By Ellen Fern, Managing Director at Washington Partners
On Tuesday, February 7, the House of Representatives voted to overturn Obama administration regulations regarding accountability under the Every Student Succeeds Act (ESSA) as well as regulations relating to teacher-preparation programs.
H.J.Res.57, which would overturn regulations regarding accountability under ESSA, passed by a vote of 234-190. A few more Democratic members signed on to pass the resolution overturning teacher-preparation regulations, H.J.Res. 58, by a vote of 240 – 181. Both regulations were subject to the Congressional Review Act (CRA), which allows lawmakers to overturn regulations from the previous administration within a certain period of time.
The CRA has never been used on education regulations, so if the regulations are overturned via a similar vote in the Senate, it is unclear how the Department of Education would proceed as far as issuing guidance or new regulations. If the regulations are overturned, the Department will be barred from issuing "substantially similar" regulations on these two issues before lawmakers reauthorize the Elementary and Secondary Education Act and the Higher Education Act, respectively. At the very least, if the accountability regulations are overturned, the deadlines of April 3 or September 8 for states to submit ESSA plans for Education Department approval, with implementation to start in the 2018–19 school year, would most likely disappear, too.
In remarks on Tuesday before the House vote, Rep. Todd Rokita (R-Ind.), Chairman of the House Subcommittee on Early Childhood, Elementary, and Secondary Education, said he wanted to overturn the ESSA rules because they ran counter to the spirit of the law itself, which he said is designed to give state and district leaders more power. And he said getting rid of the rules would not impede states from shifting to ESSA, which will kick in for the 2017-18 school year, as they see fit. Both the National Governors Association (NGA) and the School Administrators Association (AASA) have supported the overturning of these regulations.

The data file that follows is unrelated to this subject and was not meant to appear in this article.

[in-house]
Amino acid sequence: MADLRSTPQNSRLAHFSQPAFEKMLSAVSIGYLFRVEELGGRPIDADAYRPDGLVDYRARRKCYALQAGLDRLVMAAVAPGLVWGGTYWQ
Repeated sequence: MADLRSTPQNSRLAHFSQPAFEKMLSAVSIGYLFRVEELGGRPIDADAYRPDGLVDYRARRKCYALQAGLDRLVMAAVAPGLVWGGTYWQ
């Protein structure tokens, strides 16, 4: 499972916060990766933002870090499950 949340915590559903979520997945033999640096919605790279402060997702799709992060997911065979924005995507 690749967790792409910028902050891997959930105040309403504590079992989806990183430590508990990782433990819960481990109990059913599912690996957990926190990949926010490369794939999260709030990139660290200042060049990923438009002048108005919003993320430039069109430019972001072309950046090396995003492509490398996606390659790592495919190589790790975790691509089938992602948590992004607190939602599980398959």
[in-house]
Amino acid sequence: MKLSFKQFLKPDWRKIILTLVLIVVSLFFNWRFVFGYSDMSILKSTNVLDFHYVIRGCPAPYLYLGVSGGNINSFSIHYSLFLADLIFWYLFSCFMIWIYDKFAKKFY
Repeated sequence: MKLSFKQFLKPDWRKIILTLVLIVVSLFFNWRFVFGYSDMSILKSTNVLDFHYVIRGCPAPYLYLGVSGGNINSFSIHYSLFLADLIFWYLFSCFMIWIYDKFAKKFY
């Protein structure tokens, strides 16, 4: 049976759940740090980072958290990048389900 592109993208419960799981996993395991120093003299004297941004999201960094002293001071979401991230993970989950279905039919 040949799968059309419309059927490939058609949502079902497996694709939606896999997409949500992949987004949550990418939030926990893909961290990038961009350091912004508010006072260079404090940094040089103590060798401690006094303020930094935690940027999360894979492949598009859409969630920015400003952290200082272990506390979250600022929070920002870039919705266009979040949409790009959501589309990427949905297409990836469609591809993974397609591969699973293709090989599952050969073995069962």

Critics of this resolution, including the NAACP Legal Defense and Education Fund, noted that this would affect the work states have already done to form new accountability systems. On the House floor Tuesday, Rep. Jared Polis (D-Colo.), Ranking Member of the House Subcommittee on Early Childhood, Elementary, and Secondary Education, said ditching the ESSA rules would be damaging and disruptive, not liberating, particularly for states that have worked for over a year to shift to the law. And he stressed that the Education Secretary's hands would be tied as far as new regulations, noting "This resolution would undo all of that state-level work ... creating mass chaos and uncertainty in public education, and destroy the civil rights safeguards that Republicans and Democrats worked so diligently to put in the Every Student Succeeds Act."
Weighing in somewhere in the middle, Council of Chief State School Officers (CCSSO) Executive Director Chris Minnich said state leaders, who have already started meeting with stakeholders and writing their implementation plans, are less concerned with the politics of overturning the regulations than the basic question of what they should do next. It’s vital that states get clarity from the Department of Education once Congress acts, Minnich said: “Whatever the politics around the regulations are, states have to actually do a job, and they have to respond to this law.”
The Senate has not yet issued a similar resolution under the CRA to overturn the regulations; however, as they are in Executive Session this week, they likely would not be able to move a resolution until next week or later. The Afterschool Alliance will continue to track the developments of the CRA closely as more information becomes available.